Jeff Bryski, Chief Engineer with Sterling Bay at 111 North Canal, is the recipient of BOMA/Chicago’s 2017 Building Engineer of the Year Award.
You started your career as a Boiler Technician with the United States Navy. How did your six years of service in the U.S. Navy help you succeed throughout your career?
Besides leadership skills, two of the main things I learned in the U.S. Navy were to follow direction and pay attention to detail. Be aware of what’s going on around you and not have tunnel vision. Another thing is to face problems head on. One thing you learn very quickly aboard a ship is that there is no place to run or no one to call, so taking care of problems before they become a disaster is a must. I pass this training along to my staff to help detect minor problems before they get out of hand and to ensure smooth operation of the building.
You led your engineering team through a massive two-year redevelopment project involving $80 million in capital improvements and over 500,000 square feet of demolition and new construction. What’s your secret to effectively managing contractors and project details while simultaneously keeping your tenants happy?
Communication! There were many meetings with the contractors and the tenants. We not only had to keep the tenants comfortable, we also had to keep them safe – especially during the lobby renovation. Listening to and addressing the tenant concerns were priorities.
Contractors will be contractors. Keeping the noise down was probably the biggest task. We tried to schedule the noisiest work before or after hours but you always have one that tries to sneak it in. All in all things went relatively smooth and we are all (tenants included) very happy with the end result.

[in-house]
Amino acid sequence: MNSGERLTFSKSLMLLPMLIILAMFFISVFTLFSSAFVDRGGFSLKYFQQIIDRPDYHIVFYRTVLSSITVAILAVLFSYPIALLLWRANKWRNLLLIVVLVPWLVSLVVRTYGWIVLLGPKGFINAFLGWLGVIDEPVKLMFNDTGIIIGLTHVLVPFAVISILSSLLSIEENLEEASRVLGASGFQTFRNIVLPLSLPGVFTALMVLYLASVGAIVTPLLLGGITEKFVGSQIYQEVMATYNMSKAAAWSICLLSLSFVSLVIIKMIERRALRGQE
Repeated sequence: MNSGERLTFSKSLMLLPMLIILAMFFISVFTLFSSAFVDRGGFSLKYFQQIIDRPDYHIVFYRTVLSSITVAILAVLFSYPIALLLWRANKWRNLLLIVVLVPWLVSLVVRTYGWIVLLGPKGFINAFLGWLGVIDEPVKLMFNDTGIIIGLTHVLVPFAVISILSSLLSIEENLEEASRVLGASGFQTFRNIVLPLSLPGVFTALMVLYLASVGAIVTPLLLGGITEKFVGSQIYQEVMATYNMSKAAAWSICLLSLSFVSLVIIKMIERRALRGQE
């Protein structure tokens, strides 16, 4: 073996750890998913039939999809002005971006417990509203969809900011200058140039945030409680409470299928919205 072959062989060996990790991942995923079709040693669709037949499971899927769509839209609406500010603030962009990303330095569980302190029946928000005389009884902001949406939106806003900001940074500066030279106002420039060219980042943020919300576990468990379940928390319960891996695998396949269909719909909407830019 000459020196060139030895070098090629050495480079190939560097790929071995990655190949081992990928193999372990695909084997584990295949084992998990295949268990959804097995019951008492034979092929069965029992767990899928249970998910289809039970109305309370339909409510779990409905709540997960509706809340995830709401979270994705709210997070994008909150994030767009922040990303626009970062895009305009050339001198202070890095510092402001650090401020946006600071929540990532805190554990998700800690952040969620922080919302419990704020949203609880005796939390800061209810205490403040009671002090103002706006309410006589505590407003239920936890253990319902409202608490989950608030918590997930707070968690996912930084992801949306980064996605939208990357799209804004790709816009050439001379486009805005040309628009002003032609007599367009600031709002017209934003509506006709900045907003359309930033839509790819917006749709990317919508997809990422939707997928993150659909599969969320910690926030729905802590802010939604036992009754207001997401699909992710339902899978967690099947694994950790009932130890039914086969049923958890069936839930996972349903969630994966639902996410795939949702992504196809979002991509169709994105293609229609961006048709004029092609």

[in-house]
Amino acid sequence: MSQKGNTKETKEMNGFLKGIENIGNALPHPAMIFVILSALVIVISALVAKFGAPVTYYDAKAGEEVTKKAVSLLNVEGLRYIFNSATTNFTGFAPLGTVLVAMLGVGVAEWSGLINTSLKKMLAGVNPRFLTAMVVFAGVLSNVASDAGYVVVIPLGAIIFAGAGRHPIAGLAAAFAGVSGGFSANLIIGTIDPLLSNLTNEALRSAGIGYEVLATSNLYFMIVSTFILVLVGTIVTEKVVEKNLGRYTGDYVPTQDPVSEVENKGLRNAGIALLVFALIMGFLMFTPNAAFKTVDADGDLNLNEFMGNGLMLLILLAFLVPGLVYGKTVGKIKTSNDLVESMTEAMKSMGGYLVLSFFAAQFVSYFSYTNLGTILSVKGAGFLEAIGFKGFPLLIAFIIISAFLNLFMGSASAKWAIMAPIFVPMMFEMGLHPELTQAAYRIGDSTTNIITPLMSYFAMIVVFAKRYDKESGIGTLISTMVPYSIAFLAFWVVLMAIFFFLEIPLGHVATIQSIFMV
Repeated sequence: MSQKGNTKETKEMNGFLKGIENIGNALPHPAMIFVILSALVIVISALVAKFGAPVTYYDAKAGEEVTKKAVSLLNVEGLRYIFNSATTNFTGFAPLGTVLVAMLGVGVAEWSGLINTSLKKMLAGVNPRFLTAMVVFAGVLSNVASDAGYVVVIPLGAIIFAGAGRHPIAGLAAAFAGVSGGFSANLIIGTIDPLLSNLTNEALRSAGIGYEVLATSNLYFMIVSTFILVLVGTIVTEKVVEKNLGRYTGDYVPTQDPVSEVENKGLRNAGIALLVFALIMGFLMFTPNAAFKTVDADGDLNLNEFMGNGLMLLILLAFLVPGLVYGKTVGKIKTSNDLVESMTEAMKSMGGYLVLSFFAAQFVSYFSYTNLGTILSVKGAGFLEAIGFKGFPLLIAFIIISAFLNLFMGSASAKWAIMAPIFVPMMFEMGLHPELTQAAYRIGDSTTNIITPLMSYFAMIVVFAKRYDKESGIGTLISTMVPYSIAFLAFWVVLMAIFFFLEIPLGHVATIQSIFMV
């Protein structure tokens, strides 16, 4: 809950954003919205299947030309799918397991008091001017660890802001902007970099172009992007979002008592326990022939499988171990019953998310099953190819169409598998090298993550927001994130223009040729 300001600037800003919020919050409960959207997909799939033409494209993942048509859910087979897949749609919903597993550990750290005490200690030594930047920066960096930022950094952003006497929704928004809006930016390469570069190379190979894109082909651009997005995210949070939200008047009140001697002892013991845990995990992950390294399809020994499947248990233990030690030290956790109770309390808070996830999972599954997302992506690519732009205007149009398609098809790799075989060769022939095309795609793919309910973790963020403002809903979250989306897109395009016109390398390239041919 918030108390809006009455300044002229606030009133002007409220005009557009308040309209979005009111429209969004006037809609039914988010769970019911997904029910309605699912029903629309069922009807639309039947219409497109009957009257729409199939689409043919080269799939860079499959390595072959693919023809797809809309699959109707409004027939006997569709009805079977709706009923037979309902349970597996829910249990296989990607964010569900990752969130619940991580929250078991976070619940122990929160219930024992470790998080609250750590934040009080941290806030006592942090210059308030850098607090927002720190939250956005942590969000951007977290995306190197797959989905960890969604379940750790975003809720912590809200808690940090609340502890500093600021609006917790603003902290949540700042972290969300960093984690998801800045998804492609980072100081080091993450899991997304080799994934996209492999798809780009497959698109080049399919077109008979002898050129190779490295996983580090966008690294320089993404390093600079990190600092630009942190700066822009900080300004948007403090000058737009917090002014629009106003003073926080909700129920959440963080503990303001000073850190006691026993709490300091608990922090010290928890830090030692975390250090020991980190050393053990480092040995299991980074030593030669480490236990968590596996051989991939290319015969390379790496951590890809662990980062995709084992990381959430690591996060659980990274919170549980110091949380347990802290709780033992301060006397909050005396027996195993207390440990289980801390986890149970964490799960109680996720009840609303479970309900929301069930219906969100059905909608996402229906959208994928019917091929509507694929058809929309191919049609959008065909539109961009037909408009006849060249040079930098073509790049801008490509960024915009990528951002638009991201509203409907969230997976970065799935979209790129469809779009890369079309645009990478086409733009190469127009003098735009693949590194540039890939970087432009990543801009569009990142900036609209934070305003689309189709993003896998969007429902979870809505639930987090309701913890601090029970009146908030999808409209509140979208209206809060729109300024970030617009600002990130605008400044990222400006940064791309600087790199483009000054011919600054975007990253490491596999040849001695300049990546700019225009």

Your building recently obtained LEED Platinum certification. What are some best practices you can share with other property management teams about how to achieve this highly esteemed certification?
Run the building as efficiently as possible:
- Check and maintain start and stop times for the air handling units, chillers and lighting per lease language.
- Maintain equipment by scheduling preventative maintenance to ensure the equipment is running at optimal efficiency.
- Retrofit lighting especially emergency lighting to T8 and LED.
- Install variable frequency drives where possible; we installed them on all of our air handling units and cooling towers.
- Always look for low-cost, no-cost ways to improve efficiency.
Tell us about how you’ve worked with tenants to effectively address and/or reduce some of the most common complaints.
Hot and cold calls are the most common complaints. When we get a new tenant I like to go meet them to explain how the HVAC system works. We go over how to control the temperature in the space via thermostats for the variable air volume controllers and baseboard heat. If the adjustments the tenants make don’t satisfy them then a work order is placed and it is promptly addressed within 15 minutes. We make a point to check back to make sure they are satisfied with the adjustments we made.
Your building was honored with the BOMA local and regional TOBY award last year and again won both TOBYs this year. What advice would you give to other engineers about how to prepare for and winning a TOBY?
Take pride in your building. The condition and operation of the building is a direct reflection of yourself and your team. Go above and beyond of what’s expected of you and remember a first impression is a lasting impression.
What’s your pet peeve?
Things not being put back where they belong.
What’s the #1 item on your bucket list?
Renting an RV and traveling around this great country of ours.